5 Ways to Change the Asylum Process

Last updated September 7, 2022

ASAP is the largest community of asylum seekers in U.S. history. We ask all ASAP members an optional question: “What is one thing you would change about the asylum process?” Of ASAP’s first 350,000 members, 79,232 members have responded.

ASAP’s staff reads every response to understand the issues that ASAP’s members care about most. The results guide ASAP’s work to fight for a better asylum process. Scroll down to read the top 5 ways that the U.S. government should change the asylum process, according to 79,232 asylum seekers from nearly every country in the world.

1. The government should speed up processing times for work permits and asylum interviews.

  • “Asylum seekers have been waiting for our asylum interviews and work permits for too long. We all have children, and they depend on us for food, shelter, and other basic necessities. Without a work permit, we are unable to provide for them.” – ASAP member from Haiti
  • “The wait is so long that it affects you psychologically. It affects the peace and mental health of families. It is an outrage that USCIS can take more than 10 months to decide whether or not to approve your work permit. We are not cockroaches, we are human beings.” – ASAP member from Venezuela

2. Work permits and Social Security numbers should be easier to obtain.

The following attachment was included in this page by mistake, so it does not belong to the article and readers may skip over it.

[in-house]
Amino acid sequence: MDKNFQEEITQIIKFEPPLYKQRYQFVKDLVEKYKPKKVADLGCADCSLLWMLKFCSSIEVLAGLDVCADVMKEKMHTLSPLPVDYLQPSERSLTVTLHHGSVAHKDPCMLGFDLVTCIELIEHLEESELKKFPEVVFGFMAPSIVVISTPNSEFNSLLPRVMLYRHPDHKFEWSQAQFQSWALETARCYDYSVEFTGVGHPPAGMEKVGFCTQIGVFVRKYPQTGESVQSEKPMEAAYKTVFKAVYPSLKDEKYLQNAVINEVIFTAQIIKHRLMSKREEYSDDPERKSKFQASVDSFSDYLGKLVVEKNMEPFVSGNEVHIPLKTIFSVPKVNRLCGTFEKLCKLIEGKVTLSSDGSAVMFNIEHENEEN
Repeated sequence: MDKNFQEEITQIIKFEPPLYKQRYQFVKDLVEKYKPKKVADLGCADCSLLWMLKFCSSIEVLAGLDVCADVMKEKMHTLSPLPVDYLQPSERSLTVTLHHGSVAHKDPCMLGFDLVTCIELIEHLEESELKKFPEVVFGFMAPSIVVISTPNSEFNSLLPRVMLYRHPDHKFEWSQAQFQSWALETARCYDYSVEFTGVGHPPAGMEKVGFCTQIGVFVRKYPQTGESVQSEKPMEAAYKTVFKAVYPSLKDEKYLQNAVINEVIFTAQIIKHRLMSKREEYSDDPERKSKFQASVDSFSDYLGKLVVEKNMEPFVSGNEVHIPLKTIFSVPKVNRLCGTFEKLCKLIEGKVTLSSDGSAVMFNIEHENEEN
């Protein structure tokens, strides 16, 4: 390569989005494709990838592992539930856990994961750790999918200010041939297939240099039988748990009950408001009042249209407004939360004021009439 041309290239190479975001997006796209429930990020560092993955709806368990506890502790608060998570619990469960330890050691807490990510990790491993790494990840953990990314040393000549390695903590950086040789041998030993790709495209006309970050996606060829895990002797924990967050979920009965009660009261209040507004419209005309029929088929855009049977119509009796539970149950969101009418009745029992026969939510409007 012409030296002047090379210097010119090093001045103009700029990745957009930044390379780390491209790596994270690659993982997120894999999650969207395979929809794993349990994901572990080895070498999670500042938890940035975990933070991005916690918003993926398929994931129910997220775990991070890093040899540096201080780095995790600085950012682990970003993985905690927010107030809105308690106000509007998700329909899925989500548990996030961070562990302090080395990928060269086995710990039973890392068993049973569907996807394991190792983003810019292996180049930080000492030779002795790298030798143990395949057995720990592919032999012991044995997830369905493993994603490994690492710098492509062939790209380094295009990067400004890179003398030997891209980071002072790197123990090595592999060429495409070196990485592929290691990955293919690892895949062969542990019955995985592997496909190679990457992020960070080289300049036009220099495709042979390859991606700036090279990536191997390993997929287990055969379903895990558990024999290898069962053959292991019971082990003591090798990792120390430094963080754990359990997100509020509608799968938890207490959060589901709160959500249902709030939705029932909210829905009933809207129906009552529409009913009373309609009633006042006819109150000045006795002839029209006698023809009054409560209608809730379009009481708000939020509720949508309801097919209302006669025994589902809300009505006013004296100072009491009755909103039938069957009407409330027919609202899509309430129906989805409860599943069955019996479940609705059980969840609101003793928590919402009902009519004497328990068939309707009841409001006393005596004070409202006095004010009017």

• “The government should immediately grant asylum seekers the right to legally work. It is impossible to exist without the possibility of earning money. In addition, without a social security number it is impossible to buy health insurance and receive medical treatment.” – ASAP member from Russia
  • “I desperately need my work permit. I’m a mother raising three children alone. Our family can only get limited help from food stipends. I tried to work without a work permit, but my boss paid me very little and bullied me in the workplace. I really hope I can obtain my work permit to improve my current situation.” – ASAP member from China

3. More people should be granted asylum, and it should be easier to get immigration status in the United States.

  • “We should all have the opportunity to ask for asylum without so many requirements. When they ask for proof of what happened: we do not have time to take a photo or video of the attack, and we cannot file a complaint in our countries of origin because they do not do anything and we are afraid.” – ASAP member from Mexico
  • “I would make it easy for everyone who is fleeing their country of origin to obtain residency and citizenship in the United States.” – ASAP member from Nigeria

4. The asylum process should be more accessible and transparent.

  • “There should be more information provided in the language that the person speaks, and more orientation about the asylum process.” – ASAP member from Honduras
  • “USCIS communicates with asylum applicants using language that is very vague, hard to interpret, and usually has multiple meanings. They should use simpler English so more people can comprehend what they need to do next.” – ASAP member from India

5. Asylum seekers should be treated more humanely.

  • “I would change the attitude of U.S. immigration towards asylum seekers and immigrants overall. The treatment I received in detention was vile and inhumane.” – ASAP member from Jordan
  • “All immigrants should be welcomed with love, and without racism.” – ASAP member from Cuba